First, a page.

Mit Jai Inn at Publlic Art Group Show “Art on Farm” at Jim Thompson Farm
NEWS Source: Art Asia Pacific
One noticeable gap in Bangkok’s contemporary art scene is a lack of strong public art. For more than a decade, Thai artists have been demonstrating their potential to fill this gap at the annual “Art on Farm” at the Jim Thompson Farm in Nakhon Ratchasima Province, a 3.5-hour drive northeast of the capital.
The setting is a mulberry plantation established to cultivate silkworm eggs by the eponymous textile and fashion brand in 1988. Since 2001, the site has been hosting year-end cultural tours for visitors, most of whom are families from the surrounding northeastern region of Isan and from Bangkok. In 2009, the Jim Thompson Art Center, led by curator Gridtiya Gaweewong, began to invite artists to produce temporary site-specific installations in and around the heritage farmhouses and temple buildings conserved at the site. In a visit to the latest rendition, held over five consecutive weekends between December 2019 and January 2020, the project proved exceptional in at least three ways: the artists’ achievements in producing some of their most outstanding work to date; the art’s strong engagement with the setting; and the atypical audience and place.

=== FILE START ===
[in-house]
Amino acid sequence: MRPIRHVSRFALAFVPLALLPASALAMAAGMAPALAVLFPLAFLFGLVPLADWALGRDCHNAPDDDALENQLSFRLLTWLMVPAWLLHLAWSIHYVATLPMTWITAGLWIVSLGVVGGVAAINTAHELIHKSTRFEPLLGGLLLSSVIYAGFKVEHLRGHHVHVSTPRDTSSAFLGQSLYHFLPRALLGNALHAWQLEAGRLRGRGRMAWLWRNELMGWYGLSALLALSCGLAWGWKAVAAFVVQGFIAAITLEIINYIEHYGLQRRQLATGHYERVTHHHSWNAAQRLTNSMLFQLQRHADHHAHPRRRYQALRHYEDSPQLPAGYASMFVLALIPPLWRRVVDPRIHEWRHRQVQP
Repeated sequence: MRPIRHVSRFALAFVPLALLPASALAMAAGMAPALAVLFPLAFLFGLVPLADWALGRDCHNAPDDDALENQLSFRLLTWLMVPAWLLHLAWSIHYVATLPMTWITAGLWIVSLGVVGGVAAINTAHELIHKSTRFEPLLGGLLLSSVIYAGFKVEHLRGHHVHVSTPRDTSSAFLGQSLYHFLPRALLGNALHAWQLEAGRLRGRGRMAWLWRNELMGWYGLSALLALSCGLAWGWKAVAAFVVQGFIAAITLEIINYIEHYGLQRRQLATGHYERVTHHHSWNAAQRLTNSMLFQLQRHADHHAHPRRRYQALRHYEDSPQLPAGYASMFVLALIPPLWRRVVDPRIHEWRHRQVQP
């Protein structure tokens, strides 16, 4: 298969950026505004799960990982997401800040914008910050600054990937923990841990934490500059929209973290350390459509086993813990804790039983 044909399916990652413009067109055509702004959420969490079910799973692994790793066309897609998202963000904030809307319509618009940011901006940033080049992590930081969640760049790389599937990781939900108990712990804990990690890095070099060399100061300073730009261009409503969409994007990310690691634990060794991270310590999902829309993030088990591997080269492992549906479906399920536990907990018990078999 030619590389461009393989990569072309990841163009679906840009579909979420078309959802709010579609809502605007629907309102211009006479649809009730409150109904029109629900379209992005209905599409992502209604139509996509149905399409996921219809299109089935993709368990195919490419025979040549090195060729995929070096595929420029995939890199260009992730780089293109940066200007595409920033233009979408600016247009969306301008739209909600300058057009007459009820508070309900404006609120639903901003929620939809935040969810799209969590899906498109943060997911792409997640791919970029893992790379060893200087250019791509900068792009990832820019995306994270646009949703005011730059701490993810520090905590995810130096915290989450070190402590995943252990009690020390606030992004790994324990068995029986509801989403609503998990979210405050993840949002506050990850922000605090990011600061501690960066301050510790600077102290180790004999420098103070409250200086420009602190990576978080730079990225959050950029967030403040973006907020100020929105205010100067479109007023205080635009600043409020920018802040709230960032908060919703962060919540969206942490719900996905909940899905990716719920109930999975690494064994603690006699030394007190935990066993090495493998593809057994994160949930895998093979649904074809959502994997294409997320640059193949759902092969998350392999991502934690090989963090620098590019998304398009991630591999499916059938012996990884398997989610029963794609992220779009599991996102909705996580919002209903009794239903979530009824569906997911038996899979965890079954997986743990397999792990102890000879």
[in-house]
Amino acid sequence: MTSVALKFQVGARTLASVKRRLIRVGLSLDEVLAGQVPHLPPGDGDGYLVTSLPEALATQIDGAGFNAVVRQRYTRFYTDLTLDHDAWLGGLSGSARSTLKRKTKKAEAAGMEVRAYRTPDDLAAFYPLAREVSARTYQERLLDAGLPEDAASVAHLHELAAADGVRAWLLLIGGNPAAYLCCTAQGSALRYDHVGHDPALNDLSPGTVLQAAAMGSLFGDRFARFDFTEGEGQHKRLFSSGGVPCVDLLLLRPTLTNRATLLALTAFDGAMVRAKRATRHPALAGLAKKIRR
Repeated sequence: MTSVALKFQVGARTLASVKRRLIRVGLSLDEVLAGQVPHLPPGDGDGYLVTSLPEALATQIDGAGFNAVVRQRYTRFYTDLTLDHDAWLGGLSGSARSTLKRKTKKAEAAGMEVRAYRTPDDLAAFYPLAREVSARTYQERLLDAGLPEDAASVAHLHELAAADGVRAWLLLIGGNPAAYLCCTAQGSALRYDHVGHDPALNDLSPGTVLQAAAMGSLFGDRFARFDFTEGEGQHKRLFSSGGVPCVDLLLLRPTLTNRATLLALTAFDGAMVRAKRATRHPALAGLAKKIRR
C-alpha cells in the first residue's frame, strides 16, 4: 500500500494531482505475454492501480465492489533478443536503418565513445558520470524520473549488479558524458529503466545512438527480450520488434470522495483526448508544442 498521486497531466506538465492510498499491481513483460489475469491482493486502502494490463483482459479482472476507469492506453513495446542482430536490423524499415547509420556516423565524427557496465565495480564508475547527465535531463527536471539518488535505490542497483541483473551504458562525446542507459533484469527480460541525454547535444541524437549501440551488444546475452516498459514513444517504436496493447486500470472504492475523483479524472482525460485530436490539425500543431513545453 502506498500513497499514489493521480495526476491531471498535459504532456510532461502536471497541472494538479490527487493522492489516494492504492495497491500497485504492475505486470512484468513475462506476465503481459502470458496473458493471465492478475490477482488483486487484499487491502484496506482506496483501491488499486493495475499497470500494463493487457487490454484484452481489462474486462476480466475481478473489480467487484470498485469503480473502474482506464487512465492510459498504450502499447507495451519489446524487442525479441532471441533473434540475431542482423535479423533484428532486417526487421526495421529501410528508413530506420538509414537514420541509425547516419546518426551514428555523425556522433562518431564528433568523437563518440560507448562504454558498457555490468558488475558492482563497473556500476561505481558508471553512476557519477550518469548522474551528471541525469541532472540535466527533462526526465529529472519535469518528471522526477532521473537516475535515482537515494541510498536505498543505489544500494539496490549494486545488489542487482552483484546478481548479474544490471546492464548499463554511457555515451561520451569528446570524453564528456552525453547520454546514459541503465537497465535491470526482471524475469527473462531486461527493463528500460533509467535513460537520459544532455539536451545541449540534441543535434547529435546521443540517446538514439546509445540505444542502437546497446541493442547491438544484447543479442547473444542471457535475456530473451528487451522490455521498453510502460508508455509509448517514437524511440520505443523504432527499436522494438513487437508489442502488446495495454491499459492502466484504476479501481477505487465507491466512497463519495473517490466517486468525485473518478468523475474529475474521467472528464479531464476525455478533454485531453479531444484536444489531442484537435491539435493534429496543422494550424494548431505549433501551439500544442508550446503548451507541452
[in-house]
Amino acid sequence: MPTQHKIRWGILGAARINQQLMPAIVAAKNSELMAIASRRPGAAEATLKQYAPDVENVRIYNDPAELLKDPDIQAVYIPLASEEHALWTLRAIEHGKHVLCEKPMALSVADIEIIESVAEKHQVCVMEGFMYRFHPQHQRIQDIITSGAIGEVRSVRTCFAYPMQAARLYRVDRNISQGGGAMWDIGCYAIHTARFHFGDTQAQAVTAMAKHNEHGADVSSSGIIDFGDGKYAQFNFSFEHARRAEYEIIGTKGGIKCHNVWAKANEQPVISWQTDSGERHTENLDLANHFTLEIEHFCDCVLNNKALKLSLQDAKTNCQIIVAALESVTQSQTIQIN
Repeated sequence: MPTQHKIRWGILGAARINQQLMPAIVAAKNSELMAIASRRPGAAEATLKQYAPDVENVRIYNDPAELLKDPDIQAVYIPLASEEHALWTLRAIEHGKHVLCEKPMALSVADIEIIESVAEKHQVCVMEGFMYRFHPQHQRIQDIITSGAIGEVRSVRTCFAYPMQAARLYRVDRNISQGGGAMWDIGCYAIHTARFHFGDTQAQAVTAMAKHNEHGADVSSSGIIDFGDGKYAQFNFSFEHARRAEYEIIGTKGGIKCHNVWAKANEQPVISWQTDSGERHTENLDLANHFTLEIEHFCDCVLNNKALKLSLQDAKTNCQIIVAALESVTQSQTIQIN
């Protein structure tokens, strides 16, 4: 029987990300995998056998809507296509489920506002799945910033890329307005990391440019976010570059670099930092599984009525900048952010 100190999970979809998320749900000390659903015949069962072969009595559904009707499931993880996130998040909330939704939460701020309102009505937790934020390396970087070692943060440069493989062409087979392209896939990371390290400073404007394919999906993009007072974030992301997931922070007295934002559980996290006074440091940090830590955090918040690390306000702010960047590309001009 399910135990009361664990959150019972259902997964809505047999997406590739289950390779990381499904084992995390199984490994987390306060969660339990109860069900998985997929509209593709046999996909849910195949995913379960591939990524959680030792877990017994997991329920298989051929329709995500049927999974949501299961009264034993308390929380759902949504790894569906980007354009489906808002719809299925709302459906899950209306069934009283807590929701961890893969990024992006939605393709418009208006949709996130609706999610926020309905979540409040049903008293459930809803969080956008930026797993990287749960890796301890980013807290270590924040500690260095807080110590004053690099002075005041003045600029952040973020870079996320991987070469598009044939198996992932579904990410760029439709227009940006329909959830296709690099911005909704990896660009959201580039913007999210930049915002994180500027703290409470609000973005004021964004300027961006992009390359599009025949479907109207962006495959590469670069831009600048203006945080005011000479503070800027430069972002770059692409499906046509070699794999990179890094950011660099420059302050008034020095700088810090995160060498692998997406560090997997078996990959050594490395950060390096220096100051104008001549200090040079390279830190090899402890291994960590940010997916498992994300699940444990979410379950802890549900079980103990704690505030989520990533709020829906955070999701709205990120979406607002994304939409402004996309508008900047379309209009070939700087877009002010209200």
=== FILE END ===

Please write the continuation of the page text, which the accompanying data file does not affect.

Mit Jai Inn produced five temporary installations of abstract paintings: two outdoors, and one in each of the three temple pavilions. People’s Wall (2019) was a 100-meter-long curtain of 60 paintings that spanned a mountainside field of cosmos flowers. Each of the 4 by 1.5-meter slit canvases was spray painted in stripes and blocks of Mit’s characteristic confetti colors, while a central square section of larger canvases formed a gate, as in a temple wall. The festive palette evokes old Buddhist temple murals but also Thailand’s 20th-century popular culture: movie posters, product packaging, and stage costumes.
Other artists include Pinnaree Sanpitak and Savinee Buranasilapin